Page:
It’s never good or fair to stereotype an entire culture of people, so we’re not saying all Germans are weird because they love rules. Nor are we saying that preferring order to chaos is a bad thing, but many Germans prefer organization and stability.
Germany is known for stricter laws and laws than other countries. The amount of over regulation is not only in the law itself, but also in its citizens who pride themselves on being hard workers who are always on time, so it is important that you are on time as well. Get ready for a rollercoaster of feasts, sweets and temptations as you experience exciting German scenery, beautiful cities, romantic palaces and half-timbered cities.
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History can be found in towns where roads were laid long before Columbus set sail, and in castles that tower over centuries-old towns where window boxes are filled with crimson geraniums. Big cities, including Berlin, Munich and Hamburg, dazzle you with a cultural kaleidoscope that ranges from art museums and grand opera houses to seedy cabarets and underground clubs. Wherever you go, the Romanesque, Gothic and Baroque classics sweep the roofs with architectural creations of modern masters.
Berlin’s alternative game, exciting gastronomic scene, tangible history and urban charm never cease to amaze and fascinate. More than a quarter of a century after the fall of the Berlin Wall, the German capital has grown without giving up its indie spirit and penchant for creative improvisation. There’s haute cuisine in an old brewery, late-night partying in powerhouses and world-class art in a World War II bunker. Visit the best historical monuments, including the Reichstag, the Brandenburger Tor and Checkpoint Charlie, and then enjoy the cultural heritage in the many museums.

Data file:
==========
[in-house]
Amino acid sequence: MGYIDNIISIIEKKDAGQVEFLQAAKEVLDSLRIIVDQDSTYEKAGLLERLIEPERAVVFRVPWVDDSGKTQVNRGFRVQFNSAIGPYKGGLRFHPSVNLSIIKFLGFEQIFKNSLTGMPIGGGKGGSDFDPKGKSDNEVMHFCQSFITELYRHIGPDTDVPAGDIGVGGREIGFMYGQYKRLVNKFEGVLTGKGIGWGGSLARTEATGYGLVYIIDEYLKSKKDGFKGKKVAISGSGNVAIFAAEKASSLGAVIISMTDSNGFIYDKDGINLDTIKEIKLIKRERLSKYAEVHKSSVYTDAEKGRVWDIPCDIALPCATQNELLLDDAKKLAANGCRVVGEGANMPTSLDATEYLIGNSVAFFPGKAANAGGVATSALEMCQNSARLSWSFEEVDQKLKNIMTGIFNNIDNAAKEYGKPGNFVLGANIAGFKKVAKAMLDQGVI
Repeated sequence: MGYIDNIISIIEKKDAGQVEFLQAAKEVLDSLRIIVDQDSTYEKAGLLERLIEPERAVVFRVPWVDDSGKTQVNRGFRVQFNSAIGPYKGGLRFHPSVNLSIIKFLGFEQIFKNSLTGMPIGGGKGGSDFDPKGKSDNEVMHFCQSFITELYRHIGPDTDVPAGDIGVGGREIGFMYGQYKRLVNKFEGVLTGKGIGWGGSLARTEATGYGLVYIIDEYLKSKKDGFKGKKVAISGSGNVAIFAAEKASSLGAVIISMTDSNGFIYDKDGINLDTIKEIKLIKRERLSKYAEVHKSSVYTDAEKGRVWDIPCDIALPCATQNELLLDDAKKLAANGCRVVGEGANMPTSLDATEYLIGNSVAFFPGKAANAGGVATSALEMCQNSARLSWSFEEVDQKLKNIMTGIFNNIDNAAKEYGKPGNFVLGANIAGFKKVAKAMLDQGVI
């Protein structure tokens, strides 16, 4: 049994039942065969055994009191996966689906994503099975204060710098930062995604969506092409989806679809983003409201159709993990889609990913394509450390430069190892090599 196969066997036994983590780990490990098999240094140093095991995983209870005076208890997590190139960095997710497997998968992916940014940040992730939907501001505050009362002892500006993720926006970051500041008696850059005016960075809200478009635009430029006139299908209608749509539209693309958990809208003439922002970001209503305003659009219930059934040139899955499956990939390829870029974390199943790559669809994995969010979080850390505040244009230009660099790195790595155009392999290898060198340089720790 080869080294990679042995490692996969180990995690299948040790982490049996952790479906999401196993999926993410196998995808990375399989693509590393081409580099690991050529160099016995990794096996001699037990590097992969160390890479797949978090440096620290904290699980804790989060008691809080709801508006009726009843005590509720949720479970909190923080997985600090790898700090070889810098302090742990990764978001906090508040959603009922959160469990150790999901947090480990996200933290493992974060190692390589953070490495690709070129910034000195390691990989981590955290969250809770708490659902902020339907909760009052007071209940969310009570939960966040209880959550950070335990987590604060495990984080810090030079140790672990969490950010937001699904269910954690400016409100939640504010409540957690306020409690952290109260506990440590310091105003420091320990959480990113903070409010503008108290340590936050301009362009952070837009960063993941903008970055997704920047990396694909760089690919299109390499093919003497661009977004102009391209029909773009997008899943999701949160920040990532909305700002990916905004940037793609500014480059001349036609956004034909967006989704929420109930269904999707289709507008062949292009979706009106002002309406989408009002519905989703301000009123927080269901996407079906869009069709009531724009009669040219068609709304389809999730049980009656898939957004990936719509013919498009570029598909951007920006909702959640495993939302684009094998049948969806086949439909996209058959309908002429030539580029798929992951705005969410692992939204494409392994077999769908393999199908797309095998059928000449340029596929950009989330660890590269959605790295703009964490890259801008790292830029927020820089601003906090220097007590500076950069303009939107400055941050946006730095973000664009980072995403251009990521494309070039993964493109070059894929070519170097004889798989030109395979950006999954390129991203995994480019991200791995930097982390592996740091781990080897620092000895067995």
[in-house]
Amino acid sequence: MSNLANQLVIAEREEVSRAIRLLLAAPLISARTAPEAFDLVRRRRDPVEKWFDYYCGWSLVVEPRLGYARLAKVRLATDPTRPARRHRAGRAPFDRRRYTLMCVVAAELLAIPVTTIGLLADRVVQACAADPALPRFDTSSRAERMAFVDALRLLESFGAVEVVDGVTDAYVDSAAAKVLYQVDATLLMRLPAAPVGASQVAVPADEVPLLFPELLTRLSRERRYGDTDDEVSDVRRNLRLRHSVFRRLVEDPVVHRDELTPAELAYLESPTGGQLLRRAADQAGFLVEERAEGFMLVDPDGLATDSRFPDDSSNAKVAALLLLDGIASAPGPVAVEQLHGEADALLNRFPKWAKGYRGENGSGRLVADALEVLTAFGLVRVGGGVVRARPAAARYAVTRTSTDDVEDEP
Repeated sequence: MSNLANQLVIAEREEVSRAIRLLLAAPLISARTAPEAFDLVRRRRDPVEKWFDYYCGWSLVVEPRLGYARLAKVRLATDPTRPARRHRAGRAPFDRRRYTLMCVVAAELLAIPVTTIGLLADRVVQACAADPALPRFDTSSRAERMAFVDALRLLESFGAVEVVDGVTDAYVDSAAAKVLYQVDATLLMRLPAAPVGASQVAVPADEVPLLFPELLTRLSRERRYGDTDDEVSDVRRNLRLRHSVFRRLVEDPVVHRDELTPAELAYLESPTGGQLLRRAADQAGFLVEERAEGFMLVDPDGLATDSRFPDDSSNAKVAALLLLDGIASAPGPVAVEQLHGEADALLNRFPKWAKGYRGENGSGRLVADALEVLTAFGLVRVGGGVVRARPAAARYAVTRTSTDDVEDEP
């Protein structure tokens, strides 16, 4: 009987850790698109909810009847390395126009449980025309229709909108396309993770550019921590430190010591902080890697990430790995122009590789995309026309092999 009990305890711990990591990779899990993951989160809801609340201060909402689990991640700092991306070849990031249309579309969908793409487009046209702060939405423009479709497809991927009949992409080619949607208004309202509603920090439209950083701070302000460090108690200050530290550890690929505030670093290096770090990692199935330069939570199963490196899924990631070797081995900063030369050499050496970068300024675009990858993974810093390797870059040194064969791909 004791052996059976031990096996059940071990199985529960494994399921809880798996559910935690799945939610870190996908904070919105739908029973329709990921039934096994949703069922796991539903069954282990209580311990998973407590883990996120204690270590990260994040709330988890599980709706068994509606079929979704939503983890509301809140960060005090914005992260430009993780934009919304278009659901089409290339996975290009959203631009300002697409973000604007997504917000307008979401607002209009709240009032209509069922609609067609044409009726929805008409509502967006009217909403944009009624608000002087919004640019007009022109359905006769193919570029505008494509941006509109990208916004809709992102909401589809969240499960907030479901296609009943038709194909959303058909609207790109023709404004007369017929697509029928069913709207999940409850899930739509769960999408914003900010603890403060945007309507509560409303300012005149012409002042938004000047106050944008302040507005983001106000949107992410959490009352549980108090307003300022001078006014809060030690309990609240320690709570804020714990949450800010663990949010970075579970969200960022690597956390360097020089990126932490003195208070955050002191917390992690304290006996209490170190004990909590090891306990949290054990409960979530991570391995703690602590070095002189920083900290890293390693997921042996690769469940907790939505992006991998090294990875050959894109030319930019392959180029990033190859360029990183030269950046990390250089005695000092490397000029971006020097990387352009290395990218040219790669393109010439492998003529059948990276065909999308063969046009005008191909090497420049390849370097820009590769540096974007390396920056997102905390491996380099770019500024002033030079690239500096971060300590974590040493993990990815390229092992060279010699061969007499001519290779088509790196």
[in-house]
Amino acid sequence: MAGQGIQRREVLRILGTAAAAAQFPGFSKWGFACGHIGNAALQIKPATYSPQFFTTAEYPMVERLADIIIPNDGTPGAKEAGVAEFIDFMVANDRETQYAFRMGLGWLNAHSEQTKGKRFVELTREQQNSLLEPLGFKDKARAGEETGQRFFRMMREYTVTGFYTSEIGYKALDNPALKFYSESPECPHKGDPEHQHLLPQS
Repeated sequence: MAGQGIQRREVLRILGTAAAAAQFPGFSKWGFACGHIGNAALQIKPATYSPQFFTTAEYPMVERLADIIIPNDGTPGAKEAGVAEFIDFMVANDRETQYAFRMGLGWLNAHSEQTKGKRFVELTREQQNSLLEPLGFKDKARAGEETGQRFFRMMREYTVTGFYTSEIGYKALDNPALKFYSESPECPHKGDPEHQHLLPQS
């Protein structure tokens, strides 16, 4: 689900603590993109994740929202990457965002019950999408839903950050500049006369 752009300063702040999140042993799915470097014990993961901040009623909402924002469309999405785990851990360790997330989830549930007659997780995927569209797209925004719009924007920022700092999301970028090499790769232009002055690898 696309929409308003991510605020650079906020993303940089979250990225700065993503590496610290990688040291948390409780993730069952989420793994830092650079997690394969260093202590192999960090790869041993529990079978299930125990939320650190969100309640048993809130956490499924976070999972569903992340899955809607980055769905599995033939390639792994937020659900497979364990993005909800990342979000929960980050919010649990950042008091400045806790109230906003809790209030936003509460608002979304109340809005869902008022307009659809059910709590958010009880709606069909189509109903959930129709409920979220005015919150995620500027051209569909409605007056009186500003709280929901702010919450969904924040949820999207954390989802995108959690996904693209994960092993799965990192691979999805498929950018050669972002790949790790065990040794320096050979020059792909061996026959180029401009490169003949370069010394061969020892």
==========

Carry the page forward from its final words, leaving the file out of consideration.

If you’re looking for Alpine clichés, Munich delivers in an elegantly compact package. But the Bavarian metropolis also holds many unexpected trumps under its often blue sky. Folklore and ancient traditions coexist here with elegant BMWs, designer boutiques and high-end industry. The city’s museums display everything from artistic masterpieces to technological treasures to the history of Oktoberfest, while its music and culture scene is second only to those you’ll find in Berlin.
Admire the fairytale Neuschwanstein Castle, said to have inspired Walt Disney © Andreas Zerndl / Shutterstock
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Commissioned by the most famous (and eccentric) monarch of the 19th century, King Louis II, Neuschwanstein Castle rises from mysterious alpine forests like an illustration from a storybook. Inside, the ghost continues with rooms and corridors.